Tag Archives: books

David & Goliath by Malcolm Gladwell


Wow, it’s been a while since I did a book review. It’s actually been a while since I’ve finished a book. I’ve made the mistake of reading too many books at once, and not finishing any… Also I went on a Breaking Bad watching binge ūüôā

So anyway, David and Goliath by Malcolm Gladwell. I really loved it. It was an exploration of the advantage of disadvantage and the disadvantage of advantage. “You wouldn’t wish dyslexia on your child. Or would you?”

The book explores different people in different situations that have overcome some giants in their lives (hence the title), but also he looks at people who have reacted poorly to giants and made bad decisions. What I liked most about about the book was the story of the ‘Impressionists’ who had to rethink the way they expressed their art; would they be little fish in a big pond or big fish in a small pond. Also Gladwell wrote a very readable book. It flowed smoothly, was insightful and was free from tedium.

Overall I give it a 8.5/10 and would recommend it ūüôā

The Night Circus by Erin Morgenstern



The previous book I read left me wanting something good, something great. I thought I found it at the Night Circus. I was dazzled and mystified, enchanted and excited. This book started out fantastic. If I could sum up what I felt about it: it was like reading Water for Elephants mixed with Harry Potter.

But it didn’t last. I zoomed through the first hundred pages, I managed through the next hundred and fifty and at 250ish I had to stop… It had lost all it’s magic. The story was slow, too slow and began to amble around in a stupor of¬†boredom. So I, with a bit of¬†disappointment, quit! Baaa… I hate having a run of crappy books. I need something really good. I’ve been thinking of picking up The Interestings by Meg Wolitzer… anyone read it, any good?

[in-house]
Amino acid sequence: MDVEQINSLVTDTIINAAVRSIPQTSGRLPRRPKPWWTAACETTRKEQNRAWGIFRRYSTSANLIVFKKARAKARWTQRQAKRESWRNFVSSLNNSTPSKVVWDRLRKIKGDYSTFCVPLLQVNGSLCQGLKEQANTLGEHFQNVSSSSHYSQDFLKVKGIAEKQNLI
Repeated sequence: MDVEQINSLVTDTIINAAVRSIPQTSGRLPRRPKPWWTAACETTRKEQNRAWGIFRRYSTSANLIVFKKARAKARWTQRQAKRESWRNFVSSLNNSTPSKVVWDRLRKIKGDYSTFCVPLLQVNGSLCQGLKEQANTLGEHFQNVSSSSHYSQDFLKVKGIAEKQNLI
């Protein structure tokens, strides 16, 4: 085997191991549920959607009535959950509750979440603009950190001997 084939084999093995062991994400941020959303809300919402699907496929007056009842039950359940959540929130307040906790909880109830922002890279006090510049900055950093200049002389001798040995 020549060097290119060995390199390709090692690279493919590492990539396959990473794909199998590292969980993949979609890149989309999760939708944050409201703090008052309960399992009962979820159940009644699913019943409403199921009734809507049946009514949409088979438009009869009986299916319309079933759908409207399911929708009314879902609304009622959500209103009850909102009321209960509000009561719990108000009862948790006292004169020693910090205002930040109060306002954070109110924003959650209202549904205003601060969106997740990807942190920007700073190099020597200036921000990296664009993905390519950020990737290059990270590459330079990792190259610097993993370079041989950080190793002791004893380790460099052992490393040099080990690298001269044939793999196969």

Overall rating for The Night Circus 3/10. Flat, but with so much potential.

A Shadow in Summer by Daniel Abraham


Some are saying this book is a modern masterpiece and I would have been inclined to agree, would have. It started off amazing, compelling and unique. I raced through half the book and was both intrigued and a bit confused. It’s written¬†beautifully despite some mistakes and packs a lot into each¬†sentence. However at the halfway point it dragged on, and it’s already a very slow paced book. I managed to get to about 80¬†percent and then just could not go on, oh the boredom of it all.¬†

Not really worth the read but the video below gives a pretty good review of it. My rating, 2.5/10. 

Much Ado About Nothing by Shakespeare


I liked this one, not as much as A Midsummer Nights Dream, but still liked it; it didn’t have quite as humorous a quality. I thought the set up for¬†Benedick and Beatrice was really good and enjoyed Beatrice’s adamant refusal of her love. Likewise Claudio and Hero were a great pair and the trickery played on them by John the Bastard was well played out, although I found it a little confusing when Dogberry was investigating the situation.

Also the $0.99c Kindle version I got was crappy and had html scripting in it, and it didn’t have much in the way of consistent formatting. That aside, it was a good short read. I give it a 7/10 and imagine the play would be a whole lot better.

20,000 Leagues Under the Sea by Jules Verne


Thank god it’s finally over! I feel like I’ve been reading this book for months. Not that I didn’t like it,¬†because¬†I did, well the first 2/3 were fantastic and then tedium set in and it ambled around towards the dismal end.